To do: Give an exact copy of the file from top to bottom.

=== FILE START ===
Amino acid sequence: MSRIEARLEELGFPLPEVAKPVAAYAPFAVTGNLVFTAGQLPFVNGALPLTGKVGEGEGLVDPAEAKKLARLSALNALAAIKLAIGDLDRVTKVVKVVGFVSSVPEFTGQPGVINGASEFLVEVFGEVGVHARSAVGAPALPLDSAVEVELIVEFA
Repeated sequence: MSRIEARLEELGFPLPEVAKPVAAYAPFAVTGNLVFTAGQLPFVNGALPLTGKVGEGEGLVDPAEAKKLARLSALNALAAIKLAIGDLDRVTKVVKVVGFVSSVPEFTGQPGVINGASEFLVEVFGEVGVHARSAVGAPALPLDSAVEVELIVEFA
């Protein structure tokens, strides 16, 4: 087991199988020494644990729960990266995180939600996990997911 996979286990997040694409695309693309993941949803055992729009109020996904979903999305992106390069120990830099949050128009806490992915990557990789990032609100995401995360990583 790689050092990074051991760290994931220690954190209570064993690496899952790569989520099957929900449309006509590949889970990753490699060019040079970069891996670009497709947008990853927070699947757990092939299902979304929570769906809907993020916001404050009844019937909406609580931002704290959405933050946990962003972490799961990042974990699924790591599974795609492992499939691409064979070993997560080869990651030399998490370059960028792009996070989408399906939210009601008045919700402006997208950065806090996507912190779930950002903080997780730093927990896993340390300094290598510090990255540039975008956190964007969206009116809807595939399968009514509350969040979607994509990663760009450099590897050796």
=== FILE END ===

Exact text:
Amino acid sequence: MSRIEARLEELGFPLPEVAKPVAAYAPFAVTGNLVFTAGQLPFVNGALPLTGKVGEGEGLVDPAEAKKLARLSALNALAAIKLAIGDLDRVTKVVKVVGFVSSVPEFTGQPGVINGASEFLVEVFGEVGVHARSAVGAPALPLDSAVEVELIVEFA
Repeated sequence: MSRIEARLEELGFPLPEVAKPVAAYAPFAVTGNLVFTAGQLPFVNGALPLTGKVGEGEGLVDPAEAKKLARLSALNALAAIKLAIGDLDRVTKVVKVVGFVSSVPEFTGQPGVINGASEFLVEVFGEVGVHARSAVGAPALPLDSAVEVELIVEFA
């Protein structure tokens, strides 16, 4: 087991199988020494644990729960990266995180939600996990997911 996979286990997040694409695309693309993941949803055992729009109020996904979903999305992106390069120990830099949050128009806490992915990557990789990032609100995401995360990583 790689050092990074051991760290994931220690954190209570064993690496899952790569989520099957929900449309006509590949889970990753490699060019040079970069891996670009497709947008990853927070699947757990092939299902979304929570769906809907993020916001404050009844019937909406609580931002704290959405933050946990962003972490799961990042974990699924790591599974795609492992499939691409064979070993997560080869990651030399998490370059960028792009996070989408399906939210009601008045919700402006997208950065806090996507912190779930950002903080997780730093927990896993340390300094290598510090990255540039975008956190964007969206009116809807595939399968009514509350969040979607994509990663760009450099590897050796």